If you have been looking at vintage shoes chances are you’ve encountered the Enna Jettick brand. The company was a division of Dunn and McCarthy of Auburn, New York which had been in business since 1867. The first reference I can find to their Enna Jettick brand is 1928.
Enna Jettick shoes were advertised as being comfortable but stylish. They came is a huge range of sizes:
I was pretty excited to find the advertising card above. It dates to the early 1930s, and features a Glenn Curtiss Aerocar. Curtiss is remembered most for his airplanes, but late in his life he turned to road transportation, and his contribution was the Aerocar, an upscale travel trailer.
Around 1930 Enna Jetticks ordered four of the Areocars, which were to be used as traveling showrooms. The salesman would park the Areocar in front of the store where he was making his call, and for a short time people would be allowed in to oh and ah at the latest in modern transportation.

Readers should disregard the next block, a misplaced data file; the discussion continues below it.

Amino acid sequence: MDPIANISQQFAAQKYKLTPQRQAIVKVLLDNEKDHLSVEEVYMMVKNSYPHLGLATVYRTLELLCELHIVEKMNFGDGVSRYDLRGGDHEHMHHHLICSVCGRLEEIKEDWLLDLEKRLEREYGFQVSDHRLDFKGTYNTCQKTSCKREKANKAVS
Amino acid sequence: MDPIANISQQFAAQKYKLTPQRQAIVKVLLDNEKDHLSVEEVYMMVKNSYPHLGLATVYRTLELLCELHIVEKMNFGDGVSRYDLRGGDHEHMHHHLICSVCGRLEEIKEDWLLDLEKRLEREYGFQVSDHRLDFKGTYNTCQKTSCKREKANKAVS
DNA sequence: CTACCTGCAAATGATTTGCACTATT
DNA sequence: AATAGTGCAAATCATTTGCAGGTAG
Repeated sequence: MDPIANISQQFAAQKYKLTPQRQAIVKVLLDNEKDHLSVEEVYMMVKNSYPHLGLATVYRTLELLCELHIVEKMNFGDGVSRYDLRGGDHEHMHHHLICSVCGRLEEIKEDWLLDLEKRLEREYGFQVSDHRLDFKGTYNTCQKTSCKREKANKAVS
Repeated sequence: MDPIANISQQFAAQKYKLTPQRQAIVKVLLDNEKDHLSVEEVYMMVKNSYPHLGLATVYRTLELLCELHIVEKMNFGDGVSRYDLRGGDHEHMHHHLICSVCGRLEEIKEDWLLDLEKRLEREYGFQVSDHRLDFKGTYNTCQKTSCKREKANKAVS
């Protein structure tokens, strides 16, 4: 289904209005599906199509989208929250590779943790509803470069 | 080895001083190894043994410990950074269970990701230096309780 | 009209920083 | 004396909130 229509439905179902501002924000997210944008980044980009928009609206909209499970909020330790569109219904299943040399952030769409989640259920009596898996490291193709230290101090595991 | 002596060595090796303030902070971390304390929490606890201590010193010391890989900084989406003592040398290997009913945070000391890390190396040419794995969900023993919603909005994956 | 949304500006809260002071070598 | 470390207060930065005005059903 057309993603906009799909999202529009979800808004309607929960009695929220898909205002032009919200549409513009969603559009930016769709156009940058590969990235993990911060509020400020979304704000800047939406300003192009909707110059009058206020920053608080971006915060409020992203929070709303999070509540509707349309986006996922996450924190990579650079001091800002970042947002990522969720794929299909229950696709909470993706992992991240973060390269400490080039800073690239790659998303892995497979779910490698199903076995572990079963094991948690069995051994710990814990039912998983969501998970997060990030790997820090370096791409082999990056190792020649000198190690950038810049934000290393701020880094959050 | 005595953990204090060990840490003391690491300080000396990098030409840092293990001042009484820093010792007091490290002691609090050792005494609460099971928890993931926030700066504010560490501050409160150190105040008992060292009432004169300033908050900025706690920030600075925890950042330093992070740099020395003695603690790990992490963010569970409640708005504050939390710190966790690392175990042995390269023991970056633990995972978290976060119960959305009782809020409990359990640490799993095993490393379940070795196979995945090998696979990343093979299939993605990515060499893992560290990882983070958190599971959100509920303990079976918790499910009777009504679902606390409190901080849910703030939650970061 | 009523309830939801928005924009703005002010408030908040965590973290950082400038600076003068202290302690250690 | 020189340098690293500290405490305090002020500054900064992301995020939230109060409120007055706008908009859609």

Most Aerocars had a straight back, but the ones made for Enna Jettick had an odd shape, resembling that of a blimp. This was most likely intentional, because Enna Jettick had a bit of a theme going. In other words, they also bought a blimp which was used as a promotional gimmick.
The Enna Jettick blimp is sometimes credited with making the only successful docking on the Empire State Building’s airship mooring platform, but one article I read says that the attempt was scrapped as it was too risky. But the blimp was taken to towns that had a store where Enna Jettick shoes were sold, it would land, and would even take people for short rides.
I happen to have a pair of Enna Jettick’s in my collection, a pair of 1930s sports shoes. The uppers are two colors of perforated leather, and the sole is an interesting rubber-like substance. They are quite snappy!
The imprint on the sole reads “Enna Jettick Sport Shoes”.
Oh my, I’ve been playing with Vine.